What do Disney, Google, and weapons-builder Lockheed Martin have in common?
This month, PeaceQuest Cape Breton’s Sean Howard turns to a recently-concluded study into the weaponization of artificial intelligence (AI).
The National Security Commission on Artificial Intelligence (NSCAI) submitted its final report to President Biden on March 1. The commission was established by Congress as part of the $716 billion 2019 National Defense Authorization Act.
“We envision hundreds of billions in federal spending in the coming years,” they sternly caution: “This is not a time for abstract criticism of industrial policy or fears of deficit spending to stand in the way of progress.”
Nor, the Commission stresses, is it time for regulation, or God forbid disarmament, to frustrate such high hopes, says Howard.
No, a “new warfighting paradigm is emerging” – destined to “pit algorithms against algorithms” – “in which advantage will be determined by the amount and quality of a military’s data, the algorithms it develops, the AI-networks it connects, the AI-enabled weapons it fields, and the AI-enabled operating concepts it enables to create new ways of war”.
It’s “algorithms against algorithms” in the new warfighting paradigm
Members of the commission are largely from the elite ranks of US tech giants with much to gain (killings to make) from such a brave new world of war, Howard discovered.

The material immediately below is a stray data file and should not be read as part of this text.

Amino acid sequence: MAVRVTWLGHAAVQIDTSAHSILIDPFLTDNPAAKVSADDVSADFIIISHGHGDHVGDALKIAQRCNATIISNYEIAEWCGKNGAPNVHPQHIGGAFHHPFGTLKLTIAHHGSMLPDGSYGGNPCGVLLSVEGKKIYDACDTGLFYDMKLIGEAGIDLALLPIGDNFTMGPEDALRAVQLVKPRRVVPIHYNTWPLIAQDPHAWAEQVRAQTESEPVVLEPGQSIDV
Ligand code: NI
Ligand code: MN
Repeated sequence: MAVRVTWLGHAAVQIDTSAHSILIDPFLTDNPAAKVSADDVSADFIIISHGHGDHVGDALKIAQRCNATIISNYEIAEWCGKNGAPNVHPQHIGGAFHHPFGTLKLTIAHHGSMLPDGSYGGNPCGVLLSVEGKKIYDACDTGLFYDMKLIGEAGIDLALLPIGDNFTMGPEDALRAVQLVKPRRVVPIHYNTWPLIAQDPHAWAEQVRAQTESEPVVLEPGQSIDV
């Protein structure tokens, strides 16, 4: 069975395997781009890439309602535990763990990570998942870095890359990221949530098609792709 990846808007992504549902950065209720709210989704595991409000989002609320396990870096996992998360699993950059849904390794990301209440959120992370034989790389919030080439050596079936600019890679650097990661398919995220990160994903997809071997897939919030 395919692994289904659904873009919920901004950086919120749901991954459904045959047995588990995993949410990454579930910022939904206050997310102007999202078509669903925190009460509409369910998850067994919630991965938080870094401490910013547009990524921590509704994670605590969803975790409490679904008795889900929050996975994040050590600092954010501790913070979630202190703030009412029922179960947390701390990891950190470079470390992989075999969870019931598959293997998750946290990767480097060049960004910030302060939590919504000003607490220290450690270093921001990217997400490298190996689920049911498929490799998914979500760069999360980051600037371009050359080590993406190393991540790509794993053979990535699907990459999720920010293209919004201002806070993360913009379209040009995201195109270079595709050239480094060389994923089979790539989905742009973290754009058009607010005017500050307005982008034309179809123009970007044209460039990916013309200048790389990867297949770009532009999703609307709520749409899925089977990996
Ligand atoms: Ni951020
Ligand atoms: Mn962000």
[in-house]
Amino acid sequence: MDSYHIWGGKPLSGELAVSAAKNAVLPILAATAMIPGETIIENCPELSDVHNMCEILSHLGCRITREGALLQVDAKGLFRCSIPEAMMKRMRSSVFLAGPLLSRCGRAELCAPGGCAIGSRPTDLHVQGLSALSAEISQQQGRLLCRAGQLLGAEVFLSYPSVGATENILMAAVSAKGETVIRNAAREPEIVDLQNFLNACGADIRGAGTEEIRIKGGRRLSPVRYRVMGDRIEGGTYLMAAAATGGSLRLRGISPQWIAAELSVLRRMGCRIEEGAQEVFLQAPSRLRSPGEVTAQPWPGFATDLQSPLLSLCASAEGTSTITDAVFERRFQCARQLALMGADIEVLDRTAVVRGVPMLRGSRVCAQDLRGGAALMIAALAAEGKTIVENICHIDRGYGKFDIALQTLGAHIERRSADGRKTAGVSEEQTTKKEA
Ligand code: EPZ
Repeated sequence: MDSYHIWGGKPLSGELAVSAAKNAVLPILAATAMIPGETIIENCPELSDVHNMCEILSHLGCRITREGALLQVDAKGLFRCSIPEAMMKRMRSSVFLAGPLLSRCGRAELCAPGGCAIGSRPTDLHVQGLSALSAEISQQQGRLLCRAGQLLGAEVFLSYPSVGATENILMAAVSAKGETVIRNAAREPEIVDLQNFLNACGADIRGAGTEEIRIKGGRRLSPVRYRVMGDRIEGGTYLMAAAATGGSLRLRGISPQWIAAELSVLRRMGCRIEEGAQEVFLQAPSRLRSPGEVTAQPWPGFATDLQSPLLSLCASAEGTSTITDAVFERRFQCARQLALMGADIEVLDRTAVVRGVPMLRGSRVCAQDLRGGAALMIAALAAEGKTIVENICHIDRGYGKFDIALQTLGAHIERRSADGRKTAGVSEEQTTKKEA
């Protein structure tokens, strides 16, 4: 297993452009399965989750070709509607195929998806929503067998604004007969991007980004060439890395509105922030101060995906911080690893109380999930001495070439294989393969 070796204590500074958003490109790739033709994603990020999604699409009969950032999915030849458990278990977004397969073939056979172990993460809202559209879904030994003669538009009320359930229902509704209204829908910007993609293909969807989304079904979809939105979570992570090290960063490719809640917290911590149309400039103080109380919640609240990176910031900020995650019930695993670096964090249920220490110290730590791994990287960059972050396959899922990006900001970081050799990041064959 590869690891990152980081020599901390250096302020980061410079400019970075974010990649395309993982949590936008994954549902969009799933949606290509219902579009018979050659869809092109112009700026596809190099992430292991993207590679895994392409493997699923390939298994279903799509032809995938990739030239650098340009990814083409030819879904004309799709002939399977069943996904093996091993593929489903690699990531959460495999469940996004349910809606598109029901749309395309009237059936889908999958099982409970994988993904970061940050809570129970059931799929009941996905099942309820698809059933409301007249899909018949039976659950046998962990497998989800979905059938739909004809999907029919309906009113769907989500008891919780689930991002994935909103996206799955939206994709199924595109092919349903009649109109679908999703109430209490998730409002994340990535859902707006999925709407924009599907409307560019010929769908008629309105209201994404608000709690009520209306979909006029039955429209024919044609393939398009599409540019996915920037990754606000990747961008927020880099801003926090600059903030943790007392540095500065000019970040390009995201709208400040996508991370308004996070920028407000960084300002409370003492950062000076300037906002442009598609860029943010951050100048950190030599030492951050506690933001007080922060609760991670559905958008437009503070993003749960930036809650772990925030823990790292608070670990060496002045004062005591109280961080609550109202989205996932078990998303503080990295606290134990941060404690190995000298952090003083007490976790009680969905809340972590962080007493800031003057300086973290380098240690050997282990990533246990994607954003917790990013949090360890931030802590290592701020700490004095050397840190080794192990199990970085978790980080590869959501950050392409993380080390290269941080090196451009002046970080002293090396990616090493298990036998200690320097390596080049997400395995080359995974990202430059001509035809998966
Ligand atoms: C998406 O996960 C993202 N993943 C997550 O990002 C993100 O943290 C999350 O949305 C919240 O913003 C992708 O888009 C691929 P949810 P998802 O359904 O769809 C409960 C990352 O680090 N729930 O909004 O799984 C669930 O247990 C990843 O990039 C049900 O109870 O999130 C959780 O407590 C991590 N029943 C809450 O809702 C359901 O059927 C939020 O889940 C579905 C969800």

The Commission was chaired by Eric Schmidt, Google’s chief executive from 2001-2011, now president of Schmidt Futures (‘We Assemble People’); the vice chair was Robert Work, deputy secretary of defense under President Trump, and now president of TeamWork, a consultancy specializing in “military-technical competitions,” “revolutions in war,” and “the future of war.”
A mere 11 of the other 13 commissioners have multiple, interwoven ties to a somewhat incestuous family of mega-corporations including Oracle, The Walt Disney Corporation, In-Q-Tel, Intel, Hewlett-Packard, Nortel Networks, Microsoft, Amazon, Lockheed Martin, Raytheon, Bell, IBM and (again) Google.
Read more about the future of AI-powered warfare, and the peace movement’s response, in Sean Howard’s fascinating article, “Beware the Killer Robots,” published April 9 in the Cape Breton Spectator.
1 reply added
If they keep up stockpiling nuclear material it’s just a matter of time before the world will be a disaster that humanity will not recover from, no gain there.
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